Seawater-level change – the seawater storage (related to the seawater level) change over the Mediterranean Sea (excluding the Black Sea) is tested using altimetry and thermal datasets over the 2004–2009 period. First, the thermal content estimates of the four datasets presented in Sect. 2.2 are merged into one single estimate. The merged thermal content estimate is then subtracted from the AVISO altimetry seawater level. The monthly change is then computed using the same derivative filter as the one used for GRACE: [5∕24 3∕8 -3/8 -5/24].

Figure 3 shows the altimetry estimate and the various methodologies estimates. Since the Mediterranean Sea is considered without the Black Sea for this evaluation, there is no SW + PF estimate (that added the Mediterranean Sea and the Black Sea). While the SW solution has a 0.52 CORR and a 12.2 mm month−1 rmsd with respect to the altimetry estimate, INT statistic are 0.58 for the CORR and 11.8 mm month−1 for the rmsd, and CAL 0.56 for the CORR and 11.8 mm month−1 for the rmsd. Here again, the INT estimate outperforms the unconstrained SW methodology in both CORR and rmsd. CAL presents also better results than SW but the CORR with altimetry is slightly reduced compared to INT. No inter/extrapolation has been used in INT for the “Mediterranean Sea plus the Black Sea” sub-basin and the improvement of INT versus SW is due only to the impact of the closure constraint. Nevertheless, the SW + PF approach closes the WC over the Mediterranean Sea within the Black Sea (no information about the Bosporus netflow) and the spatial downscaling in INT is needed to discriminate the closure correction above the two seas. Using the WC closure over the Mediterranean and Black Sea improves the water storage change estimates.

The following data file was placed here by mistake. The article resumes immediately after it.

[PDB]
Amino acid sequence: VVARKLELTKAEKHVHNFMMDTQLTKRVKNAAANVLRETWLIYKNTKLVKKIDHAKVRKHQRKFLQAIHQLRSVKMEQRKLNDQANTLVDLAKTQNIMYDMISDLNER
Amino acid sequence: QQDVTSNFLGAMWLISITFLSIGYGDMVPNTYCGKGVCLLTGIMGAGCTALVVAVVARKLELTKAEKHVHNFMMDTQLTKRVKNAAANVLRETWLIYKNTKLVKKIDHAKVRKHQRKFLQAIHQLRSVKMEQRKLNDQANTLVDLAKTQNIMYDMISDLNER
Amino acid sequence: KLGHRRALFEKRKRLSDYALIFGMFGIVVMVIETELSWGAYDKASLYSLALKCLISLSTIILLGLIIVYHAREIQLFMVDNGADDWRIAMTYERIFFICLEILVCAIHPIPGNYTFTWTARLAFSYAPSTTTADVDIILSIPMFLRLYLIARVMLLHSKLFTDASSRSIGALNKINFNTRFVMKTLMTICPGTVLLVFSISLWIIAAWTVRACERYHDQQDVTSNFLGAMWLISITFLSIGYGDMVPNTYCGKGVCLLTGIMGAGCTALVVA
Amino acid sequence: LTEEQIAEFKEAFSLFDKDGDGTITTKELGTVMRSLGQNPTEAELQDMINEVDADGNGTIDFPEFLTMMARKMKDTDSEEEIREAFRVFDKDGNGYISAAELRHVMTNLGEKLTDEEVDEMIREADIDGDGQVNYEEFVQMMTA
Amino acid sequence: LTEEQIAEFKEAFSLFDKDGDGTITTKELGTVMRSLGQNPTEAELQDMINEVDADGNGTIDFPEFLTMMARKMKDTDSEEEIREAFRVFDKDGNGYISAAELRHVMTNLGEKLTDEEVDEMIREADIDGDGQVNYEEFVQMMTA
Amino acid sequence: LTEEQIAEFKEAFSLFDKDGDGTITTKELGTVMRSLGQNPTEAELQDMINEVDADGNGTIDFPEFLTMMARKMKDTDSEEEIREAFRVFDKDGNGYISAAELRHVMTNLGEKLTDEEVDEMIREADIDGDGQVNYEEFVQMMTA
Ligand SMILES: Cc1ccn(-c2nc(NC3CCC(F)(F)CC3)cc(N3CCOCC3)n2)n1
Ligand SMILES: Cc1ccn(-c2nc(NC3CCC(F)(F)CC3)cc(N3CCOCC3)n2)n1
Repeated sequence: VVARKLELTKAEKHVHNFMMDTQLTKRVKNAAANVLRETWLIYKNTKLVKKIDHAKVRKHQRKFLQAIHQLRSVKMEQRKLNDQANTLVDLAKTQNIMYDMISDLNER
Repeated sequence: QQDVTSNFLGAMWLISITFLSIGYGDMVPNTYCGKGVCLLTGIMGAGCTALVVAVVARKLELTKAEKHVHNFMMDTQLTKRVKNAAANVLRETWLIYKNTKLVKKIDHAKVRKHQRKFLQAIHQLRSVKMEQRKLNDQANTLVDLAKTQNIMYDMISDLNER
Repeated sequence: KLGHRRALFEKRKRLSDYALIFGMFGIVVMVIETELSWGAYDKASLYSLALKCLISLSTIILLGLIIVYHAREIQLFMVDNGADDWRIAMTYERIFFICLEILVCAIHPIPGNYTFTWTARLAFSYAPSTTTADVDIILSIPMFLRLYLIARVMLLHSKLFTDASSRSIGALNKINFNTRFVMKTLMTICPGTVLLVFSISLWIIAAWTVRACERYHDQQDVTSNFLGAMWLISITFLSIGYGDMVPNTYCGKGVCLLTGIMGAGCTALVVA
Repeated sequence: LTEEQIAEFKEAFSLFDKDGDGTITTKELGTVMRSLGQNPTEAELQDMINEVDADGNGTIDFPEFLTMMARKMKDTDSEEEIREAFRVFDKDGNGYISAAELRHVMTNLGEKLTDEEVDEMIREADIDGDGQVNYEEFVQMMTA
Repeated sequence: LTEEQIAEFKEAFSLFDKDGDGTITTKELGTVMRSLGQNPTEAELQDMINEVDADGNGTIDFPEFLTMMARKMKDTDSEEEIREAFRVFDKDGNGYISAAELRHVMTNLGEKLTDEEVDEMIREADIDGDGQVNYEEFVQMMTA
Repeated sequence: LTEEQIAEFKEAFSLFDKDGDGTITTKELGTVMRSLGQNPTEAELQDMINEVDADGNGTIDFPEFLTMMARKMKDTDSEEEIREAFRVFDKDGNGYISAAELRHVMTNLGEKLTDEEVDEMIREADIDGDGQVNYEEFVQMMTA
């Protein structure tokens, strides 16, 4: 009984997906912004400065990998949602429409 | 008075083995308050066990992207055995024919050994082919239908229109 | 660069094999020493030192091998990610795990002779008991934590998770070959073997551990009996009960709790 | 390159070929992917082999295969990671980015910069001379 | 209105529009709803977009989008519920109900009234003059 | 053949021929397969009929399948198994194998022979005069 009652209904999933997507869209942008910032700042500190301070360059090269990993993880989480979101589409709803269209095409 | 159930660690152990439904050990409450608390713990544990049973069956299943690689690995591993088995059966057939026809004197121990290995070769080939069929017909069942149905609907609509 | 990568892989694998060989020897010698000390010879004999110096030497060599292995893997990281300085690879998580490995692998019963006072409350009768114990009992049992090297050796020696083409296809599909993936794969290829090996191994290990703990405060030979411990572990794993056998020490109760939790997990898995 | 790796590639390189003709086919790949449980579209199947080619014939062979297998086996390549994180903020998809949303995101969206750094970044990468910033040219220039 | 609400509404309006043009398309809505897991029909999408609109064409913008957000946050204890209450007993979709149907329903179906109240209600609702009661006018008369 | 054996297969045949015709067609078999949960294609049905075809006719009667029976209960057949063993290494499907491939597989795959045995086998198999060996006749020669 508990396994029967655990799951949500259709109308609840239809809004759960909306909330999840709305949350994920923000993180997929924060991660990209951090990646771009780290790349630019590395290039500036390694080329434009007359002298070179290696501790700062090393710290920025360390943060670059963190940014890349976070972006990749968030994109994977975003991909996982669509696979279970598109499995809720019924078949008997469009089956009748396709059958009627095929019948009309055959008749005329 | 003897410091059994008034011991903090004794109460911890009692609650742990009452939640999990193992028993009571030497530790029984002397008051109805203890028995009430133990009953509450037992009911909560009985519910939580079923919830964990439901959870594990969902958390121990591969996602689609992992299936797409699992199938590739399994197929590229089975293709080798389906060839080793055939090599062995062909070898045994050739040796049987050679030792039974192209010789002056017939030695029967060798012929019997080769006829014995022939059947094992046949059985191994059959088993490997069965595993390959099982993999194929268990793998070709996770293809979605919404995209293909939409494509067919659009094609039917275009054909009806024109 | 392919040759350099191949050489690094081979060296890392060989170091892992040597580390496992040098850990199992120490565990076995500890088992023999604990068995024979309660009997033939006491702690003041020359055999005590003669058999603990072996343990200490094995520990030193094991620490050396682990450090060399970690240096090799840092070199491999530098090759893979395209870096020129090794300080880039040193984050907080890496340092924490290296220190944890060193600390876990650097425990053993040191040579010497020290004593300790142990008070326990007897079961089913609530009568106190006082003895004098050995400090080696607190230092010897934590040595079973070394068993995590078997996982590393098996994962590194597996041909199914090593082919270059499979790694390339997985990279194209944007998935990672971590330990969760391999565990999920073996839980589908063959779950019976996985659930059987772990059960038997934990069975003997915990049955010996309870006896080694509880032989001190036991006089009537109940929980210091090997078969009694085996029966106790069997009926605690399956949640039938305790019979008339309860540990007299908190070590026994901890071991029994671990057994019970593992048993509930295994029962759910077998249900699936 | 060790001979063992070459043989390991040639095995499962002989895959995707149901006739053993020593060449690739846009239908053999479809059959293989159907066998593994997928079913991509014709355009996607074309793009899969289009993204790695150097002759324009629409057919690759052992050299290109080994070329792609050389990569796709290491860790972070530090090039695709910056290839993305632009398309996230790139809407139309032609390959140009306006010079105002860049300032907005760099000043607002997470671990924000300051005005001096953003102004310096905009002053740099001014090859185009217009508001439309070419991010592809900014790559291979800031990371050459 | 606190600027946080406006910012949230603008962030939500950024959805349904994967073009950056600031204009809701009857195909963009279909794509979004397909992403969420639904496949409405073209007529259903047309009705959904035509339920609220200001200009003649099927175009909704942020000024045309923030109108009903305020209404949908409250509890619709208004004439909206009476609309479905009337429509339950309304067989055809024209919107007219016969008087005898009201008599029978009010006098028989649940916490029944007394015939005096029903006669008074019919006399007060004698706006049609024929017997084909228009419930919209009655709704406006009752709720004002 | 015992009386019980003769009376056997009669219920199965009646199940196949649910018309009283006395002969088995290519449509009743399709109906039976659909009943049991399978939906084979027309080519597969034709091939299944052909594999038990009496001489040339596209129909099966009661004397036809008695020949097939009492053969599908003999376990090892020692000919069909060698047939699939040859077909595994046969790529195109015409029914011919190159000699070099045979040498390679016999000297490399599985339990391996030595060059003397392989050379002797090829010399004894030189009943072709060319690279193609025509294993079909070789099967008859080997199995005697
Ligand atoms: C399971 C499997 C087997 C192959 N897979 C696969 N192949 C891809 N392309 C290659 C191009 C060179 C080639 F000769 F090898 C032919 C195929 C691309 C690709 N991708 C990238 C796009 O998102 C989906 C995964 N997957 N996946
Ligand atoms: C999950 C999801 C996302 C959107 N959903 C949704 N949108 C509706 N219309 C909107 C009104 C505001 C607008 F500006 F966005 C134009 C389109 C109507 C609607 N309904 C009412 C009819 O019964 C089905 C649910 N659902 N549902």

Figure 3Seawater-level evaluation of SW, INT and CAL estimates compared to altimetry minus thermal content. The correlation difference is statistically significant at the 70 % level based on the T-test.


4.3 Evaluation at the pixel scale

The INT and CAL estimates are here evaluated at the pixel scale, for precipitation and evapotranspiration. Improvements of SW by INT and CAL are measured using in situ measurements of precipitation and evapotranspiration from the FLUXnet database, available over the Mediterranean region, for the 2004–2009 period (Sect. 2.2).